One day as he was explaining that to my friend Charlene and me, I commented on our lack of need for such vigilant attention to the details of our physical body. There ensued a conversation about what is important. To Brian, physical and mental health were paramount. To Charlene and me, God is God, number one priority in our lives. That’s where the rubber hit the road because of Brain’s atheism.

We spoke for about forty minutes, all of it calm and pleasant. When Brian left our classroom he told us that while he still found us terribly misguided, he appreciated that we didn’t yell and carry on and that we treated his ideas with respect. (A side note, that was his perception. We treated him with respect. His ideas were ridiculous.)  At one point in the conversation I told Brian he did have a god. Which he vehemently denied. Brian’s god was his own body.  He didn’t see his body as a home for God but as god.

Sadly that body, that god, turned on him just a few months after our conversation. Charlene and I, among so many others hoped and prayed that the physical pain he was suffering would show Brian how fallible his system really was and cause him to reach for something better.  Apparently that never happened because, most likely feeling betrayed by the god of his making, Brian took his life.

There is a line from the Newsboys song, “Breakfast” that has been running through my head since I heard that news. “Those here without the Lord how do you cope?” It is a line that I have pondered on many, many occasions. My hope is in the name of the Lord and I am never disappointed.  When my hope is in another person, I can  suffer disappointment. Money? Disappointment.  Success? Disappointment. My body? Disappointment, again. My point is that no matter how great our relationships are, how wealthy we are, how successful or how healthy and gorgeous we are, nothing has value without God.

So I think about Brian and my heart breaks.  Sad enough to endure this world alone but tragic beyond my comprehension to head to the next one without Jesus by my side.

We did what we could, Charlene and I.  We loved Brian. We prayed for him. We offered the invitation many times to introduce him to the One who saves.  Brian believed he knew better.  My heart breaks for him but where is the hope?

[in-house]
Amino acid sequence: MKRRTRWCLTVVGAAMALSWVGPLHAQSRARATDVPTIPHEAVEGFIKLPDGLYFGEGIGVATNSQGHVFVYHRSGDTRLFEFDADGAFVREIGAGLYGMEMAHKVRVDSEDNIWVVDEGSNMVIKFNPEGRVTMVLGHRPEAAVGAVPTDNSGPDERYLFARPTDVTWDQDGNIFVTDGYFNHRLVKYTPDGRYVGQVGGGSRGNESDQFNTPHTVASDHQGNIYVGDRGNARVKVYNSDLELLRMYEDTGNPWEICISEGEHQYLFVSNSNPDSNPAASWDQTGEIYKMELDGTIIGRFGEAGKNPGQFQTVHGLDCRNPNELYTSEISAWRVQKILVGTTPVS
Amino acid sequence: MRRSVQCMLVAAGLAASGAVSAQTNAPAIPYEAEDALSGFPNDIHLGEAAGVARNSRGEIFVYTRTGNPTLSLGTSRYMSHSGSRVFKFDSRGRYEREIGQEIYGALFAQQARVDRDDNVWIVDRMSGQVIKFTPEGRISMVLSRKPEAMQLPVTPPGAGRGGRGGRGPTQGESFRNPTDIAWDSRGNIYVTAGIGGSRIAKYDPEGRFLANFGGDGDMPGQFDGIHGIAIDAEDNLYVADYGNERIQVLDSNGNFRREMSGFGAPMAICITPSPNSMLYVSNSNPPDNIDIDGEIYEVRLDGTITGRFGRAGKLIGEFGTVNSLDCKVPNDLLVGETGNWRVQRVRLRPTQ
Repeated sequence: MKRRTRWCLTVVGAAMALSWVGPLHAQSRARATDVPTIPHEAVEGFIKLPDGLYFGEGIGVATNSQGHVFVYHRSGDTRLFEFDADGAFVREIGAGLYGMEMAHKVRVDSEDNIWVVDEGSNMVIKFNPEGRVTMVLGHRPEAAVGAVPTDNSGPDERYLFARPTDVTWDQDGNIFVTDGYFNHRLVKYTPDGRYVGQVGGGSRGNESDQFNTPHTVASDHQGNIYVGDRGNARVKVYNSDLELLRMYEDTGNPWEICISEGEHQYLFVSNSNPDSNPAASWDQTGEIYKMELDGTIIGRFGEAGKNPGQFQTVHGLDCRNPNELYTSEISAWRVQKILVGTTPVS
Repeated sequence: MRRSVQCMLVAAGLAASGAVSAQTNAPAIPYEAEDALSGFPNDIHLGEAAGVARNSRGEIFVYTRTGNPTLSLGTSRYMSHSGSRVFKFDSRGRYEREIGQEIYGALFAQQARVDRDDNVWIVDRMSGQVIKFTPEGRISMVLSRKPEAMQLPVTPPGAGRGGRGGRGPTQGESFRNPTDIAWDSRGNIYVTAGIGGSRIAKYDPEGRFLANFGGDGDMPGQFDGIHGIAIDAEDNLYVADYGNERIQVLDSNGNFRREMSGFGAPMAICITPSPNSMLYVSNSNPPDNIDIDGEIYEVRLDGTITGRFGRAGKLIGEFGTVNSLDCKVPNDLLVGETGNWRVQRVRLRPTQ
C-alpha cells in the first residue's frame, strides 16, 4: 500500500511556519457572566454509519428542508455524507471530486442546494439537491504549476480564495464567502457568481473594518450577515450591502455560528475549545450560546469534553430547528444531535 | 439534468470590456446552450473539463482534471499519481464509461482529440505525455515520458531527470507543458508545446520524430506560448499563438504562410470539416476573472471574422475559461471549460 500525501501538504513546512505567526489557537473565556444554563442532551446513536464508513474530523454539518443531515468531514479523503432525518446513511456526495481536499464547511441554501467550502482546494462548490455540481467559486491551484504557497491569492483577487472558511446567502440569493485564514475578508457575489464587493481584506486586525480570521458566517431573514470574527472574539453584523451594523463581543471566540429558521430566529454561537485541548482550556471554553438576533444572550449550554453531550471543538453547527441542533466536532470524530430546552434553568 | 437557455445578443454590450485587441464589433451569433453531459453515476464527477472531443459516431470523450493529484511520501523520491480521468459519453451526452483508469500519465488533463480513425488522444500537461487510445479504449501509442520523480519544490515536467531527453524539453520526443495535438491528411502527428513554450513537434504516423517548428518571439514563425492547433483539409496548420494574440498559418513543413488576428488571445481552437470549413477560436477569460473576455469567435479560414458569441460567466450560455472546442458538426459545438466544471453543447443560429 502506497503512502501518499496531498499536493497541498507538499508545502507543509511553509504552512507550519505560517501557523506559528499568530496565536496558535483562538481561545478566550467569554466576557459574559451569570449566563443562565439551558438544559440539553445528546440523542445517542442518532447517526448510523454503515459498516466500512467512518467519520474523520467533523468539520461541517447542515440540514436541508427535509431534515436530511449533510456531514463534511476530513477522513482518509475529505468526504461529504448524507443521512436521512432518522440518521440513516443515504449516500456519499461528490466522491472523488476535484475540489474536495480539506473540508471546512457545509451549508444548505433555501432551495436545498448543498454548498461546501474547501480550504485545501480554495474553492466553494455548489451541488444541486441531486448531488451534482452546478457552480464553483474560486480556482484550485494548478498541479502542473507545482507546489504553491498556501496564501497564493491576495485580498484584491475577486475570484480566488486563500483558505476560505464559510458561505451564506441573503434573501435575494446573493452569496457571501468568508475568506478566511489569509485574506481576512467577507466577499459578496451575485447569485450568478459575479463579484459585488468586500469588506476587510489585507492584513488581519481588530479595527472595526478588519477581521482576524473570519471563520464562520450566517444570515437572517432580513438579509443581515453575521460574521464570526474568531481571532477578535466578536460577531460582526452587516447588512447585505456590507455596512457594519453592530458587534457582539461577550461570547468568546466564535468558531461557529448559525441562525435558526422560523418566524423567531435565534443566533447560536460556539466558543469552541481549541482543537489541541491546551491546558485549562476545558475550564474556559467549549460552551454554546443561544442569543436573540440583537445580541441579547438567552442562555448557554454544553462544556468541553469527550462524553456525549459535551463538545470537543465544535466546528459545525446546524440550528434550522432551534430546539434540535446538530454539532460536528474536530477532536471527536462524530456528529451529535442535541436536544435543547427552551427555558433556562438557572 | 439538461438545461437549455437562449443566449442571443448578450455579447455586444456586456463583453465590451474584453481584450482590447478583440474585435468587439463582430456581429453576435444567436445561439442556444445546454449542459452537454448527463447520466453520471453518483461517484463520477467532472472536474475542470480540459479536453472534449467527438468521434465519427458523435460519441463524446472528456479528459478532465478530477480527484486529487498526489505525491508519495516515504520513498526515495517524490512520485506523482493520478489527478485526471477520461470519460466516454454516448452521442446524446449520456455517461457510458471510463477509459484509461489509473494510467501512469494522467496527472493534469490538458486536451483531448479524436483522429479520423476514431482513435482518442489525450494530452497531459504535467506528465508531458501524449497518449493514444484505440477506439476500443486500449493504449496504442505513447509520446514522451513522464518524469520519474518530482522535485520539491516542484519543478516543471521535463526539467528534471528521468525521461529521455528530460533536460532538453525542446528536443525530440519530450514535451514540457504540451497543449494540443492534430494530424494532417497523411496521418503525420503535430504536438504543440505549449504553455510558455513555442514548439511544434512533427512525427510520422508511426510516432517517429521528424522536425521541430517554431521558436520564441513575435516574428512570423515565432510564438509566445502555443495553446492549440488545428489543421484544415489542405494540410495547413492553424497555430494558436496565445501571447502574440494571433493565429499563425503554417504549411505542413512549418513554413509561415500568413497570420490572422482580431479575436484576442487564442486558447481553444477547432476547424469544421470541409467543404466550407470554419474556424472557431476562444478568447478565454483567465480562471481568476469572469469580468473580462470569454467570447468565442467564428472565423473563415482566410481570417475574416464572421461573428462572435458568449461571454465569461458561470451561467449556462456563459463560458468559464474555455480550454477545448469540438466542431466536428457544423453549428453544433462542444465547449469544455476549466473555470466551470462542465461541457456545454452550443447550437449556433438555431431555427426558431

Today I will head to church where I will gather with other people who believe as I do that God is all we need.  I will pray that someone, somewhere recognizes his or her need for a Savior.  It’s all I can do at this point to move past the loss of Brian.  

*This is dedicated to the memory of Brian Syme, an extremely kind and incredibly intelligent man, who will be missed by so many people.

Saturday, November 3, 2012

Let Blessings Flow


 

A generous man will himself be blessed, because he shares his food with the poor. Proverbs 22:9

“Where there is forgiveness of sin, there is life and all blessedness. We do not obtain forgiveness by good works, but through the forgiveness of sin come good works.” Martin Luther

I don’t know if it’s because Thanksgiving is around the corner or because Christmas comes right behind it, in any case I’ve been doing a lot of thinking about giving and forgiving lately.

For awhile our enemy really tried to convince me that I didn’t give out of the overflow of what God has given and continues to give to me, but as a means to an end.  Just as I began to question my motives and look for guilt, (yes, look for guilt!) I read this quote from Martin Luther. Oh! That’s right.

I love how perfectly and succinctly he puts it. We can give and serve ourselves to exhaustion but that isn’t going to earn us any forgiveness. Hello, the word is forgiveness! But once we receive forgiveness a natural chain of events is to want to take that grace and spread it around.

There is much debate, even among Christians about faith and good works. There is an attitude in some circles that if you aren’t serving you shouldn’t expect anything from God. For me that begs the question, have you met God? Because He surely doesn’t operate that way, thankfully!

Doing something, anything, that we can call a “good work” can serve a couple of purposes. It can lend one the decidedly erroneous impression that one is earning salvation. It can also give one something to hold over the head of others. “Well, I put in four days at that church! What did he do?”  Yuck! If that makes us cringe….well, I can’t believe it pleases God’s heart.

We are called the children of God, family. We are supposed to love one another. That love shouldn’t be based on what someone is or is not doing. It’s just supposed to be love, based on the example of our Father, a free gift.

If hurting people hurt people, then shouldn’t it follow that blessed people bless people?